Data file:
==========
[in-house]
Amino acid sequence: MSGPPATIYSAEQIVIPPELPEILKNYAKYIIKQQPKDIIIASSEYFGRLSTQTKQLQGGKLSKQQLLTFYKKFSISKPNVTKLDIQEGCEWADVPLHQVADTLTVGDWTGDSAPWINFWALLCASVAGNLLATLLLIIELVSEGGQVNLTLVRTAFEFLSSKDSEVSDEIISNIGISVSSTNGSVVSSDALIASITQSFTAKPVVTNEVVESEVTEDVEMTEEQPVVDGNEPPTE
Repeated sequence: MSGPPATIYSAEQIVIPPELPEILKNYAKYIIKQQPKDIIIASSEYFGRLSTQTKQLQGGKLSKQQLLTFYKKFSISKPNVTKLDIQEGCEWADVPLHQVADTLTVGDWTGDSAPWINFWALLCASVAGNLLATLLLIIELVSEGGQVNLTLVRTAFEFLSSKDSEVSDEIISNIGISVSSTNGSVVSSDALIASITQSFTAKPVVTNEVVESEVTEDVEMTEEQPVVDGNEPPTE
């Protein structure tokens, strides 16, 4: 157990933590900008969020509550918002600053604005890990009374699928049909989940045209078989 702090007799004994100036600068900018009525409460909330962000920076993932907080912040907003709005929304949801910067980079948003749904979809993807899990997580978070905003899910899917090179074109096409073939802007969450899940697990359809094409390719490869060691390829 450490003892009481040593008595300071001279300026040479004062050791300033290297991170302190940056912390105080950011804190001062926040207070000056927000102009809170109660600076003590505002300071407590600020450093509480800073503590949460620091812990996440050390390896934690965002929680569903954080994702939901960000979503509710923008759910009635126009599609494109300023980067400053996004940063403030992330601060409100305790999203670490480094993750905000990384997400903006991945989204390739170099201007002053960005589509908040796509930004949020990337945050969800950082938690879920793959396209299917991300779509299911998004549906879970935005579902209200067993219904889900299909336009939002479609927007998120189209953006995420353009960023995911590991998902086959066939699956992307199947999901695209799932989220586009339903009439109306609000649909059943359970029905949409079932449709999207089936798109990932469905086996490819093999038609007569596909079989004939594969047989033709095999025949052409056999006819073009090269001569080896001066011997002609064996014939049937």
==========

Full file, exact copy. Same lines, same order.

[in-house]
Amino acid sequence: MSGPPATIYSAEQIVIPPELPEILKNYAKYIIKQQPKDIIIASSEYFGRLSTQTKQLQGGKLSKQQLLTFYKKFSISKPNVTKLDIQEGCEWADVPLHQVADTLTVGDWTGDSAPWINFWALLCASVAGNLLATLLLIIELVSEGGQVNLTLVRTAFEFLSSKDSEVSDEIISNIGISVSSTNGSVVSSDALIASITQSFTAKPVVTNEVVESEVTEDVEMTEEQPVVDGNEPPTE
Repeated sequence: MSGPPATIYSAEQIVIPPELPEILKNYAKYIIKQQPKDIIIASSEYFGRLSTQTKQLQGGKLSKQQLLTFYKKFSISKPNVTKLDIQEGCEWADVPLHQVADTLTVGDWTGDSAPWINFWALLCASVAGNLLATLLLIIELVSEGGQVNLTLVRTAFEFLSSKDSEVSDEIISNIGISVSSTNGSVVSSDALIASITQSFTAKPVVTNEVVESEVTEDVEMTEEQPVVDGNEPPTE
């Protein structure tokens, strides 16, 4: 157990933590900008969020509550918002600053604005890990009374699928049909989940045209078989 702090007799004994100036600068900018009525409460909330962000920076993932907080912040907003709005929304949801910067980079948003749904979809993807899990997580978070905003899910899917090179074109096409073939802007969450899940697990359809094409390719490869060691390829 450490003892009481040593008595300071001279300026040479004062050791300033290297991170302190940056912390105080950011804190001062926040207070000056927000102009809170109660600076003590505002300071407590600020450093509480800073503590949460620091812990996440050390390896934690965002929680569903954080994702939901960000979503509710923008759910009635126009599609494109300023980067400053996004940063403030992330601060409100305790999203670490480094993750905000990384997400903006991945989204390739170099201007002053960005589509908040796509930004949020990337945050969800950082938690879920793959396209299917991300779509299911998004549906879970935005579902209200067993219904889900299909336009939002479609927007998120189209953006995420353009960023995911590991998902086959066939699956992307199947999901695209799932989220586009339903009439109306609000649909059943359970029905949409079932449709999207089936798109990932469905086996490819093999038609007569596909079989004939594969047989033709095999025949052409056999006819073009090269001569080896001066011997002609064996014939049937």